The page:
1. uses awk to add quotes around the name of the file
  2. uses sed to replace space with underscores; prints the original name with quotes(from awk); then the substituted name
  3. xargs takes 2 lines at a time and passes it to mv
2

Try something like this, assuming all of your files were .txt's:

for files in *.txt; do mv “$files” `echo $files | tr ‘ ‘ ‘_’`; done
2
  • 2
    got the below error tr: two strings must be given when translating mv: missing file argument Try `mv --help' for more information. Nov 27 '09 at 5:31
  • 2
    Agin error tr: too many arguments Try tr --help' for more information. mv: missing file argument Try mv --help' for more information. Nov 27 '09 at 7:06
1

Quote your variables:

for file in *; do echo mv "'$file'" "${file// /_}"; done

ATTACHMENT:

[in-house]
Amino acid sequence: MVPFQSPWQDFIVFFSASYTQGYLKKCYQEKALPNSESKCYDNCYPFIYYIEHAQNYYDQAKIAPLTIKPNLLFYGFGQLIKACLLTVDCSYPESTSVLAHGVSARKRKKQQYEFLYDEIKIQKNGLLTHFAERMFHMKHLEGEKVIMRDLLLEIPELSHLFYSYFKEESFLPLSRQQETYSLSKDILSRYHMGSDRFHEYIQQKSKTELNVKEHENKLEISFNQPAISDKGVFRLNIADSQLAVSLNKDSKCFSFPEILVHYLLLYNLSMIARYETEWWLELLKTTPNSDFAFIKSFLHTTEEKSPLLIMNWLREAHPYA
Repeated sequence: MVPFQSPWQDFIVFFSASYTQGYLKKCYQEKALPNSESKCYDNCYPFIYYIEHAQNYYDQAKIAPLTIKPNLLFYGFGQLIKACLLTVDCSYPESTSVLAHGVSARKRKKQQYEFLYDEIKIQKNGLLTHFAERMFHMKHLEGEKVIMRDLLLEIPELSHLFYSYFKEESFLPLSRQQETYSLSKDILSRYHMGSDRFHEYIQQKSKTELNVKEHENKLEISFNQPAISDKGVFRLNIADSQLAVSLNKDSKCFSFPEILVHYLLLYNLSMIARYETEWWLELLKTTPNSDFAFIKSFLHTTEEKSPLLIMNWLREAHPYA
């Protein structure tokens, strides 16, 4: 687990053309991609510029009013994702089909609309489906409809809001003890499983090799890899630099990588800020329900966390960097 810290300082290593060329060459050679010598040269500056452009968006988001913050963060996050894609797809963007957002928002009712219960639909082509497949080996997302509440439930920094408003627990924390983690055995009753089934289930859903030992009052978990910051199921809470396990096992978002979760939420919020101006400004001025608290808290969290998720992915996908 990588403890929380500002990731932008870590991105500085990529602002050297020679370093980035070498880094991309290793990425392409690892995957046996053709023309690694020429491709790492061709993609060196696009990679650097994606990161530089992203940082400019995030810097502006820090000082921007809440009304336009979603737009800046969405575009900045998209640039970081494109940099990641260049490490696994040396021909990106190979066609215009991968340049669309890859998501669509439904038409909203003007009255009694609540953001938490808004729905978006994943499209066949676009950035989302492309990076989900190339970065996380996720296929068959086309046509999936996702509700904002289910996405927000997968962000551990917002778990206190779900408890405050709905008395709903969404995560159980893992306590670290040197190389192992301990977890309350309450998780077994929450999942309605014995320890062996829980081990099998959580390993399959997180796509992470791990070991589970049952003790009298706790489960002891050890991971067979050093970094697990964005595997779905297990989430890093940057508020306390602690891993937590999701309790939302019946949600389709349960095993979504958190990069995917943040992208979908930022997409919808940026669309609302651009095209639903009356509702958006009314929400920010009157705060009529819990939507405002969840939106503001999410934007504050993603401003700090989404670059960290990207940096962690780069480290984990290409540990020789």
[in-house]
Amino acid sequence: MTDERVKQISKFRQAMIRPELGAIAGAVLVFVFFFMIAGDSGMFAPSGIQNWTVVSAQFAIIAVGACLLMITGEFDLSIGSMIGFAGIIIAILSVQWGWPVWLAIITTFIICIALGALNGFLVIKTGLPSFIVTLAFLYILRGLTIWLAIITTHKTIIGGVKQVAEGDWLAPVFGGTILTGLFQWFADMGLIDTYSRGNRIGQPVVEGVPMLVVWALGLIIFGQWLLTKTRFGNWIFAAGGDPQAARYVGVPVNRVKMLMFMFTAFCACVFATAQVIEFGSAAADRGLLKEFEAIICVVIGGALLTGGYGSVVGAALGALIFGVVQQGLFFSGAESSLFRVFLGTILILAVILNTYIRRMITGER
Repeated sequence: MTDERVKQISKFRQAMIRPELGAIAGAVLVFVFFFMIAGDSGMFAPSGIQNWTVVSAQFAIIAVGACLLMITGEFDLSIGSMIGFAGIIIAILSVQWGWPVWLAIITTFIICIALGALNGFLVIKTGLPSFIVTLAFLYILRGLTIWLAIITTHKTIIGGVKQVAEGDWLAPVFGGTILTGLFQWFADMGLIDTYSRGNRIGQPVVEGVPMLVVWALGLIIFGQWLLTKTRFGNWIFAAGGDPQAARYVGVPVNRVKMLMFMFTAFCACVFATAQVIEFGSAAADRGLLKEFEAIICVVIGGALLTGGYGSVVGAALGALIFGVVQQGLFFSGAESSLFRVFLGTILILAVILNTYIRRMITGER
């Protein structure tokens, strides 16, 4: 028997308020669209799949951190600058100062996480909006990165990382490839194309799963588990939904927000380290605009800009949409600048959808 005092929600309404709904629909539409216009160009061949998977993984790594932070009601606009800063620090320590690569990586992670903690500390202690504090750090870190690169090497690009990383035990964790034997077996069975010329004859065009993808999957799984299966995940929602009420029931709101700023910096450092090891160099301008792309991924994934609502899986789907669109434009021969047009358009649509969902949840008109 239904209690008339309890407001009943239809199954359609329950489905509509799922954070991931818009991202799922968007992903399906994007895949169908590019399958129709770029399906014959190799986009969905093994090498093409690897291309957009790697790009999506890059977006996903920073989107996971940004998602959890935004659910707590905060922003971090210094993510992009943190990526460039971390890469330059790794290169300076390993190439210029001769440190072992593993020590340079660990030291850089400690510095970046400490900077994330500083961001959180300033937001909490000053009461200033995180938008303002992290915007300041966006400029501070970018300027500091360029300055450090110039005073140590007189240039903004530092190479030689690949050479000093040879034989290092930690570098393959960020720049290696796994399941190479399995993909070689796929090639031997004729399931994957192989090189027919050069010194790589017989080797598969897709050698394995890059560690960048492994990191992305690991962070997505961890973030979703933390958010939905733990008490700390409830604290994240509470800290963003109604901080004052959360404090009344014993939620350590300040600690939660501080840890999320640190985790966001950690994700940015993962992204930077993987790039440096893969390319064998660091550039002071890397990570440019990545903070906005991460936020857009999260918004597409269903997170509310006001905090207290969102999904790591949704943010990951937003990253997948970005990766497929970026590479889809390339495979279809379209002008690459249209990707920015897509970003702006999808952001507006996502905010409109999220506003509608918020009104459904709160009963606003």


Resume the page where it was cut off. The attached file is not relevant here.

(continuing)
Remove the "echo" to do the actual rename.

3
  • It is echoing the mv commands prperly, but not really renaming the file! Nov 27 '09 at 7:05
  • removing echo produces error like mv: cannot stat \'1130 lake micigan view.jpg\'': No such file or directory mv: cannot stat \'1130_1_bedroom_floor_plan.jpg\'': No such file or directory mv: cannot stat \'1130_BedPicture_8.jpg\'': No such file or directory mv: cannot stat \'1130_diningroom_table.jpg\'': No such file or directory Nov 27 '09 at 7:08
  • Linux Linux 2.6.9-42.0.3.EL.wh1smp #1 SMP Fri Aug 14 15:48:17 MDT 2009 i686 i686 i386 GNU/Linux Nov 27 '09 at 11:54
1

The easiest way to replace a string (space character in your case) with another string in Linux is using sed. You can do it as follows